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Employment Commitment and Psychological Well-Being among Unemployed Men and Women

Mikael Nordenmark
Acta Sociologica
Vol. 42, No. 2 (1999), pp. 135-146
Published by: Sage Publications, Ltd.
Stable URL: http://www.jstor.org/stable/4201133
Page Count: 12
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Employment Commitment and Psychological Well-Being among Unemployed Men and Women
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Abstract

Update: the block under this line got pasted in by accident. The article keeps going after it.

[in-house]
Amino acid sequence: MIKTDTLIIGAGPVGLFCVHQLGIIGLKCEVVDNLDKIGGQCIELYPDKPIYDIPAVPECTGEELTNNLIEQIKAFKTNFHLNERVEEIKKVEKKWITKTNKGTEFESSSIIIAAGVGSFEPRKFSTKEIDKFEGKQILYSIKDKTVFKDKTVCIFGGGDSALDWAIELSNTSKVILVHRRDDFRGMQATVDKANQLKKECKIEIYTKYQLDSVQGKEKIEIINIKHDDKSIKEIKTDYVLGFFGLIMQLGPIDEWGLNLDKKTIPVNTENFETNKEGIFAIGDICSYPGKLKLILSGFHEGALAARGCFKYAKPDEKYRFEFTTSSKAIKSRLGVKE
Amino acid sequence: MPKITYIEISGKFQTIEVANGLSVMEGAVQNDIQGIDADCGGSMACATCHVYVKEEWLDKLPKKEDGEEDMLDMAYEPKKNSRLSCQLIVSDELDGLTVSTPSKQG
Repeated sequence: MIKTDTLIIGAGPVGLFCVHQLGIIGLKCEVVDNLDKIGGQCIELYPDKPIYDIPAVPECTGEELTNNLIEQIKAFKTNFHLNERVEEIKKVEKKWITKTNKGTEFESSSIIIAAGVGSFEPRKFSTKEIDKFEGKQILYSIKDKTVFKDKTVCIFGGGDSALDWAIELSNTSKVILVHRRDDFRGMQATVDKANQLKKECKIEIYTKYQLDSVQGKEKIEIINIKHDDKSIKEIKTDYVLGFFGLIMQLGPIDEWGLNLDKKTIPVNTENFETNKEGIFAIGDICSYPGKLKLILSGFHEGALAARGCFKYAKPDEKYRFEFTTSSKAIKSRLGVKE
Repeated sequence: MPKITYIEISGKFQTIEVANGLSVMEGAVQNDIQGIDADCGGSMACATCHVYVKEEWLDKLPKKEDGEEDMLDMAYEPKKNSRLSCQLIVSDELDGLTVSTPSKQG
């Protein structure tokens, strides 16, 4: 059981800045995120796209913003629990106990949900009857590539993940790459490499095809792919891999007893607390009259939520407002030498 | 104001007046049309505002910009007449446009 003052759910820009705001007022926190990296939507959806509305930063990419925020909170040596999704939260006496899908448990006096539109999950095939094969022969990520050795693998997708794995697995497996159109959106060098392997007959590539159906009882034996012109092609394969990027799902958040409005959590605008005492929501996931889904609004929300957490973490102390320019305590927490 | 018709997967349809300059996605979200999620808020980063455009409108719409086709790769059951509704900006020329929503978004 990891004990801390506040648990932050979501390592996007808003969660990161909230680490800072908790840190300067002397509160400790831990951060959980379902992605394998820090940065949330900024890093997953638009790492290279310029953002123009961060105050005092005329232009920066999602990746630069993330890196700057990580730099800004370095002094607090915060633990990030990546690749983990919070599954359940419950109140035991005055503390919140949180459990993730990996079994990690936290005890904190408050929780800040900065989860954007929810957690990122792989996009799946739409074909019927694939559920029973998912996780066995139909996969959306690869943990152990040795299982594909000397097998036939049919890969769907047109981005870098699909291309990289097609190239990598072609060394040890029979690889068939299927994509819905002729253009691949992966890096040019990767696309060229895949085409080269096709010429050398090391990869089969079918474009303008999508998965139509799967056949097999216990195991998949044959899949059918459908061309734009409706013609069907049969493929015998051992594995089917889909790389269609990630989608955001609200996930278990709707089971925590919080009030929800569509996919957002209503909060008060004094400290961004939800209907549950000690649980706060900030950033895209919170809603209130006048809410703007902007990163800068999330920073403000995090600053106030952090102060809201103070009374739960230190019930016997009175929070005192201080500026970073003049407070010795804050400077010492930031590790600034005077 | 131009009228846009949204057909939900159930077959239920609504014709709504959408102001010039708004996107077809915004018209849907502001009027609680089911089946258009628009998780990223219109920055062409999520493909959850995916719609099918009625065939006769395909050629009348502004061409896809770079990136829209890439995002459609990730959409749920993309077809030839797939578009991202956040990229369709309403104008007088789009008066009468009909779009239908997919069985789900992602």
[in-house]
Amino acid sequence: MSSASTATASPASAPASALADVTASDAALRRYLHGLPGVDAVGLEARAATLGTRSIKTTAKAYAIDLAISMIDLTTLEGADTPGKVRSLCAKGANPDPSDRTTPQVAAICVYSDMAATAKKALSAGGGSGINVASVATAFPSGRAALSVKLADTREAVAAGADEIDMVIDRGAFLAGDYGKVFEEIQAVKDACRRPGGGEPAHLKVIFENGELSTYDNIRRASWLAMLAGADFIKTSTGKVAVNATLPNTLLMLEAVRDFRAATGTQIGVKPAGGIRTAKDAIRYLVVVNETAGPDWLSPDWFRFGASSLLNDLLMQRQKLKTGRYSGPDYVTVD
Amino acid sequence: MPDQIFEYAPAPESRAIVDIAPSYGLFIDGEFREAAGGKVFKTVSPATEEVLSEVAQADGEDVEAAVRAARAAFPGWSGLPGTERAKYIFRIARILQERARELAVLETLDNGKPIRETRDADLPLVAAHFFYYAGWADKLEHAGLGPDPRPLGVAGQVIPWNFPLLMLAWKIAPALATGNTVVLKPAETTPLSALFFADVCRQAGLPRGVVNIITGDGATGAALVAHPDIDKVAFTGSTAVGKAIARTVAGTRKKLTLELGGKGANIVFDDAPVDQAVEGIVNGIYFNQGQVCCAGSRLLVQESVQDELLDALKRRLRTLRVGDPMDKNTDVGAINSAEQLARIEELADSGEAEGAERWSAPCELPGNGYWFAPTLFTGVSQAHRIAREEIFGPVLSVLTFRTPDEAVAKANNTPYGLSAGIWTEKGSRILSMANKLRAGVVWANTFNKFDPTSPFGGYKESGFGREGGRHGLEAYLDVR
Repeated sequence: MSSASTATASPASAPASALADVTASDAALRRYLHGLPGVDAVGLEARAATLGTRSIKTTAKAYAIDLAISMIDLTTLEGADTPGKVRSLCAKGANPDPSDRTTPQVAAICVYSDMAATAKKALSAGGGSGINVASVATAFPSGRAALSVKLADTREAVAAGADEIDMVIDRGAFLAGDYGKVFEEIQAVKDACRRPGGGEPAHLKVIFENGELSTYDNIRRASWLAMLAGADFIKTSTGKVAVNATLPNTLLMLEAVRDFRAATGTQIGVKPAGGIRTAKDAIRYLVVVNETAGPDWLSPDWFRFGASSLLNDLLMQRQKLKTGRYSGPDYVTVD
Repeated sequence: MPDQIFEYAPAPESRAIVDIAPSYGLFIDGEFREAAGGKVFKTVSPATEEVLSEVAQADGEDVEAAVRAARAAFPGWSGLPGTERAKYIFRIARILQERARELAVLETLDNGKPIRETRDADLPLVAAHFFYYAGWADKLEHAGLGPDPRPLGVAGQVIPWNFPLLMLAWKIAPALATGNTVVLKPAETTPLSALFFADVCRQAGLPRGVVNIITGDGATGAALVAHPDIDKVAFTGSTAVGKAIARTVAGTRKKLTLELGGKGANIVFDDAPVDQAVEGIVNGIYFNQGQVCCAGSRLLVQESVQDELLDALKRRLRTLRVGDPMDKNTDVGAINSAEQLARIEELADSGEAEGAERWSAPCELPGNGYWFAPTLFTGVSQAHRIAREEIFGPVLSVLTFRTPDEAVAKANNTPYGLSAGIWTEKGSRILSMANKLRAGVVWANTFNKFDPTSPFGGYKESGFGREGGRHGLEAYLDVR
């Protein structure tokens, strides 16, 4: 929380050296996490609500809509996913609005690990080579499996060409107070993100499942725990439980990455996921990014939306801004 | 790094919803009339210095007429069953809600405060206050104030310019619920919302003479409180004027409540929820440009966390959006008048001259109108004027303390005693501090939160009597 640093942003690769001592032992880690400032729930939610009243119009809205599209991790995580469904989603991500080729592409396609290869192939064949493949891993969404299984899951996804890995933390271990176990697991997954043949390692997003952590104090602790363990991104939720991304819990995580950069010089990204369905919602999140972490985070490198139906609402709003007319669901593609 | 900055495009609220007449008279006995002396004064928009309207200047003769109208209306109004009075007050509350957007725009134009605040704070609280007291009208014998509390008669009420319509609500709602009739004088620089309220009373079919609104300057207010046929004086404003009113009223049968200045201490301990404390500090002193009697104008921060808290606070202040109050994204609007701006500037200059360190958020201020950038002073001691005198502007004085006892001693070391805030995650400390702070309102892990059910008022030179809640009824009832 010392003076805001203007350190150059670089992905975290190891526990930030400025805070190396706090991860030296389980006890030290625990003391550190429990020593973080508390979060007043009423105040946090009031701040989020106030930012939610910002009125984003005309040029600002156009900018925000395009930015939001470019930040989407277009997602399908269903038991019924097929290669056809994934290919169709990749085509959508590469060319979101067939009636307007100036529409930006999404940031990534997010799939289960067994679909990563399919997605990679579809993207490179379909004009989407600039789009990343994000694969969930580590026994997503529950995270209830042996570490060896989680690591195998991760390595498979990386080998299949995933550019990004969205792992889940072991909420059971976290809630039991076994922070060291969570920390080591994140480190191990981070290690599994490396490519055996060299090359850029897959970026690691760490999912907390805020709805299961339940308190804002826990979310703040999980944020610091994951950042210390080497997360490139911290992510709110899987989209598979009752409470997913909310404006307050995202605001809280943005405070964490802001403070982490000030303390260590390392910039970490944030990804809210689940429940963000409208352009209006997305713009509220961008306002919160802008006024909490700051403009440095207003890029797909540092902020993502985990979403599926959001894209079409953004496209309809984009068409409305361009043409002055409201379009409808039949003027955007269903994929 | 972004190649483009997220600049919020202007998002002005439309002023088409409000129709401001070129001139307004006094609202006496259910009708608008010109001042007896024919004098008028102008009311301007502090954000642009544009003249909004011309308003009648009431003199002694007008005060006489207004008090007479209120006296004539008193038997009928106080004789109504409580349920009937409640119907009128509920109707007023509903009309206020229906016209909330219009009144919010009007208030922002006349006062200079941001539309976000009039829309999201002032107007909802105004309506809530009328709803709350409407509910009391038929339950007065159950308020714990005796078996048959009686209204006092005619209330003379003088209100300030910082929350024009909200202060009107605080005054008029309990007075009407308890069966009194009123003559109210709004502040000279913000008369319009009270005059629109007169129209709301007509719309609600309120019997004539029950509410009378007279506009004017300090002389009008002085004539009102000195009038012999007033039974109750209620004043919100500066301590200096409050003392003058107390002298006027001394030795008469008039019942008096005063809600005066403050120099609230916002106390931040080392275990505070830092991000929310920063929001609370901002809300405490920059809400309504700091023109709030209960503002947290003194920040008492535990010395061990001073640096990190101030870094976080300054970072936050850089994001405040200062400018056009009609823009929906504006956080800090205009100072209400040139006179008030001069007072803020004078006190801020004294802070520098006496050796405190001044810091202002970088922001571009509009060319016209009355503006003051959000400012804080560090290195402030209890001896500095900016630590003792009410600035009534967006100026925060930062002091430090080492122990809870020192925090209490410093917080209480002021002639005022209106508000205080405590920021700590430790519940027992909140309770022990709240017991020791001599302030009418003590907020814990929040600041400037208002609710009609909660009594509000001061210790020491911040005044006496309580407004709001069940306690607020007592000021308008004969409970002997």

This paper studies employment commitment and psychological well-being among a random sample of 3,500 unemployed men and women in Sweden. The study observes which factors govern levels of employment commitment and if there are any significant differences between unemployed men and women in this respect. The article also discusses the importance of commitment to employment when analysing psychological well-being among the unemployed. As regards employment commitment among both men and women, the results emphasize the psychosocial value of the former job, the activity level while unemployed and age. However, the results also indicate that age and family situation affect unemployed women's and men's levels of commitment to paid employment in different ways. Further, both unemployed men and women who are strongly motivated to find employment for non-financial reasons have significantly higher risks of poor mental well-being than those with lower commitments to employment. Finally, The results speak against the hypothesis that the high unemployment rates among certain categories of people are mainly a result of low motivation to be employed.

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